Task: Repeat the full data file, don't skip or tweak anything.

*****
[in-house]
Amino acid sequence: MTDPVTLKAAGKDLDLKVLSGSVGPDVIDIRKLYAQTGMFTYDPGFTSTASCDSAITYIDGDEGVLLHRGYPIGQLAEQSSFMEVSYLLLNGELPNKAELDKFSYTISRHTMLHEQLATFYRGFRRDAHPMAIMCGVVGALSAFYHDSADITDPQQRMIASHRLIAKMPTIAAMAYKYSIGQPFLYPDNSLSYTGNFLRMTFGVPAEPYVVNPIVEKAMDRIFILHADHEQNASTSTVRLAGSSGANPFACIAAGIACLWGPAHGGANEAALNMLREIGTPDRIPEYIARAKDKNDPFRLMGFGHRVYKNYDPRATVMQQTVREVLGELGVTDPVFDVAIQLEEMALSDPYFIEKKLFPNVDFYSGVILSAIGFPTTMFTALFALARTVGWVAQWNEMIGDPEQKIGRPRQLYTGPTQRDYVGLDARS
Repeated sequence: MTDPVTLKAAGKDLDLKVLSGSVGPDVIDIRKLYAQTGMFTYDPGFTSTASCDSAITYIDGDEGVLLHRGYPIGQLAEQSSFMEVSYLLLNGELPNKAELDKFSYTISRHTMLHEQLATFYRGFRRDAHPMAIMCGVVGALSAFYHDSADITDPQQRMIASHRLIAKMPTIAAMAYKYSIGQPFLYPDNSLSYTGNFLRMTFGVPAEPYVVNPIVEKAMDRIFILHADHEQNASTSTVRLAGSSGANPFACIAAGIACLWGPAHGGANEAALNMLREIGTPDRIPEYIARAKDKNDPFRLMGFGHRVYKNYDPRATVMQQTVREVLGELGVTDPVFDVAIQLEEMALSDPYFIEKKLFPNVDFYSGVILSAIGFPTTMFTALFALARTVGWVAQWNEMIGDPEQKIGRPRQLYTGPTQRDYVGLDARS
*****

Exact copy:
[in-house]
Amino acid sequence: MTDPVTLKAAGKDLDLKVLSGSVGPDVIDIRKLYAQTGMFTYDPGFTSTASCDSAITYIDGDEGVLLHRGYPIGQLAEQSSFMEVSYLLLNGELPNKAELDKFSYTISRHTMLHEQLATFYRGFRRDAHPMAIMCGVVGALSAFYHDSADITDPQQRMIASHRLIAKMPTIAAMAYKYSIGQPFLYPDNSLSYTGNFLRMTFGVPAEPYVVNPIVEKAMDRIFILHADHEQNASTSTVRLAGSSGANPFACIAAGIACLWGPAHGGANEAALNMLREIGTPDRIPEYIARAKDKNDPFRLMGFGHRVYKNYDPRATVMQQTVREVLGELGVTDPVFDVAIQLEEMALSDPYFIEKKLFPNVDFYSGVILSAIGFPTTMFTALFALARTVGWVAQWNEMIGDPEQKIGRPRQLYTGPTQRDYVGLDARS
Repeated sequence: MTDPVTLKAAGKDLDLKVLSGSVGPDVIDIRKLYAQTGMFTYDPGFTSTASCDSAITYIDGDEGVLLHRGYPIGQLAEQSSFMEVSYLLLNGELPNKAELDKFSYTISRHTMLHEQLATFYRGFRRDAHPMAIMCGVVGALSAFYHDSADITDPQQRMIASHRLIAKMPTIAAMAYKYSIGQPFLYPDNSLSYTGNFLRMTFGVPAEPYVVNPIVEKAMDRIFILHADHEQNASTSTVRLAGSSGANPFACIAAGIACLWGPAHGGANEAALNMLREIGTPDRIPEYIARAKDKNDPFRLMGFGHRVYKNYDPRATVMQQTVREVLGELGVTDPVFDVAIQLEEMALSDPYFIEKKLFPNVDFYSGVILSAIGFPTTMFTALFALARTVGWVAQWNEMIGDPEQKIGRPRQLYTGPTQRDYVGLDARS